Analysis Of The Bottom Of Hardships By W. E. B. Dubois

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The Bottom of Hardships The book that W.E.B. Du Bois wrote has a very descriptive set of stories that explains some situations of African American history. In the front of this, book he had multiple quotes that he felt were important. The one that stood out the most to me was, “To be a poor man is hard, but to be a poor race in a land of dollars is the very bottom of hardships” (Du Bois 12). This quote has great depth of meaning to it. It describes what families were going through once they were freed. Many have said the statement “walk a day in my shoes” aimed towards the hardships of their lives. For the African American race, it seems that every member could attest to this as they faced an uphill battle of inequality, prejudice in the …show more content…
It began to get worse for some when they were shipped to America. They were pulled from their villages and betrayed. Some had it easy when they got to the other side. For the most part, sadly, a lot didn’t have it so good. Du Bois wrote the book because he cared about what was going on and wanted to show others. Reading this book really bothers some people because of how much cruelty was actually happening. African Americans, experienced strife starting at a young age. For example, when Du Bois was a kid he was exchanging cards at school with other kids and one of the girls refused his card “peremptorily, with a glance” (Du Bois 9). Incite of this event, it lead to thinking in a “double conscious” way (Du Bois 9). He had a conflict of thought because he was always comparing himself to what they white man thought of African Americans. He was always “looking at one’s self through the eyes of others, measuring one’s soul by the type of a world that looks on in amused contempt and pity” (Du Bois 9). It is dangerous to look at one’s life, in this point of view. This can strain on one’s sanity and …show more content…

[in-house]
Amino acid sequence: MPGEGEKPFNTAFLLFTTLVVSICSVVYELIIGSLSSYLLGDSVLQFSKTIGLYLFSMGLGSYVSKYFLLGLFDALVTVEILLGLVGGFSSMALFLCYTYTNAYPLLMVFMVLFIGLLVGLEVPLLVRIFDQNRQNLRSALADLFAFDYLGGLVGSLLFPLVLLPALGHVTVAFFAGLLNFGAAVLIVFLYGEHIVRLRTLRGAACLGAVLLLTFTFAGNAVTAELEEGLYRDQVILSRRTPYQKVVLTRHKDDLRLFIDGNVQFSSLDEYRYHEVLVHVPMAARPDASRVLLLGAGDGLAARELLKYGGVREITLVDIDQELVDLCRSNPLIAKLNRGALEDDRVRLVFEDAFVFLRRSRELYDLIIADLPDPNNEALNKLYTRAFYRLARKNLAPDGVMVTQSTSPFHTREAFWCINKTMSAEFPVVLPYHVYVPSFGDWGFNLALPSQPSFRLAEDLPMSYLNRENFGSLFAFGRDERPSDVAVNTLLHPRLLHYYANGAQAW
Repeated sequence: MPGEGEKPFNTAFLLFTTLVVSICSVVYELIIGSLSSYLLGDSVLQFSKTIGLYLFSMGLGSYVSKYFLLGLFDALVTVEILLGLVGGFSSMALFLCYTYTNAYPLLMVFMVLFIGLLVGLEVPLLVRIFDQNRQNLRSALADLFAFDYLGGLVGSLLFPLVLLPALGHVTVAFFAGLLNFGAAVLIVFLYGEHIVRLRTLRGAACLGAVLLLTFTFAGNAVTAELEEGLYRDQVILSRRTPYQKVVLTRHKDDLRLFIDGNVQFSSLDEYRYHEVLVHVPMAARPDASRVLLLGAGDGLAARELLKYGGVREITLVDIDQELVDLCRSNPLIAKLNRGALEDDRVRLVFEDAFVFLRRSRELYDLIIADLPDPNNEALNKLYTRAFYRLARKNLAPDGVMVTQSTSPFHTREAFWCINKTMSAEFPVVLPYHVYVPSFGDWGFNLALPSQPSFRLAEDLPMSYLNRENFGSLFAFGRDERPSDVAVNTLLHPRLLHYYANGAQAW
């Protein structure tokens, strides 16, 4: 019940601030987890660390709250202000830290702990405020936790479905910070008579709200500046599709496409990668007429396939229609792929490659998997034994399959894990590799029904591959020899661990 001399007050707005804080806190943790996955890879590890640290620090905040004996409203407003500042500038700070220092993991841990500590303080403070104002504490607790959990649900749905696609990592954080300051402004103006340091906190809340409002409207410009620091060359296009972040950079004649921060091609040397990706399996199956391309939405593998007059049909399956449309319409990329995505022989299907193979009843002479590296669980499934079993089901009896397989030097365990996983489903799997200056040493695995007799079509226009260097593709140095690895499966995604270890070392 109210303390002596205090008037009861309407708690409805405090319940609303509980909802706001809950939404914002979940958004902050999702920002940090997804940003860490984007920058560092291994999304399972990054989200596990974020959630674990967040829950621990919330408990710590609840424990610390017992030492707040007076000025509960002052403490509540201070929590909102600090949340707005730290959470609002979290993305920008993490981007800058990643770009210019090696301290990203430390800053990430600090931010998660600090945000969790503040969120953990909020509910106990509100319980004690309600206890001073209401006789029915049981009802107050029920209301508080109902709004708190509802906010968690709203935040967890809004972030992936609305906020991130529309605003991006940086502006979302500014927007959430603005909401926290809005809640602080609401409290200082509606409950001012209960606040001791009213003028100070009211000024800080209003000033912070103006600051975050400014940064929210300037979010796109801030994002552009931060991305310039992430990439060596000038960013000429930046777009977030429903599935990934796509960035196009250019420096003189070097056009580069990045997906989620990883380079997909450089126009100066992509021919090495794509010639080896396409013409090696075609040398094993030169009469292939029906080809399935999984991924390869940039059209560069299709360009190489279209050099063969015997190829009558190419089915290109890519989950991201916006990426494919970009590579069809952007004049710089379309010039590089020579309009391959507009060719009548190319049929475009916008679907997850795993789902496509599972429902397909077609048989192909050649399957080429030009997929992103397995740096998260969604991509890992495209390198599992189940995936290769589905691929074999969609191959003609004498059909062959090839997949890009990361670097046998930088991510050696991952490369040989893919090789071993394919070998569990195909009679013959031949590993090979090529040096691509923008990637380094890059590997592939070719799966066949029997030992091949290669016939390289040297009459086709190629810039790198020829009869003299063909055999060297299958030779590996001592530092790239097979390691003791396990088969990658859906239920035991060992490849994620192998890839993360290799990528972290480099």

Washington. He is described as an honorable man because he tried to make life better for the African Americans. Mr. Washington supported a “programme of industrial education” (Du Bois 35). This was meant to teach the African Americans how to be valuable in the world. This Industrial school was much like our technical schools today. It taught them different jobs that were being offered in the Labor force. To follow, the nation was in an uproar that an African American was running such a program. It startled “the nation to hear a Negro advocating such a programme after many decades of bitter complaint” (Du Bois 36). The Nation was “ashamed with having bestowed so much sentiment on Negroes, and was concentrating its energies on Dollars” (Du Bois 35). It seemed that all white Americans could think about was money and themselves. The African Americans were already living poorly in a country of wealth and this is why they were at the bottom of hardships. Du Bois went on to say how he felt the burden of having absolutely nothing and feeling powerless and competing with people who had everything, “ he felt his poverty” (Du Bois

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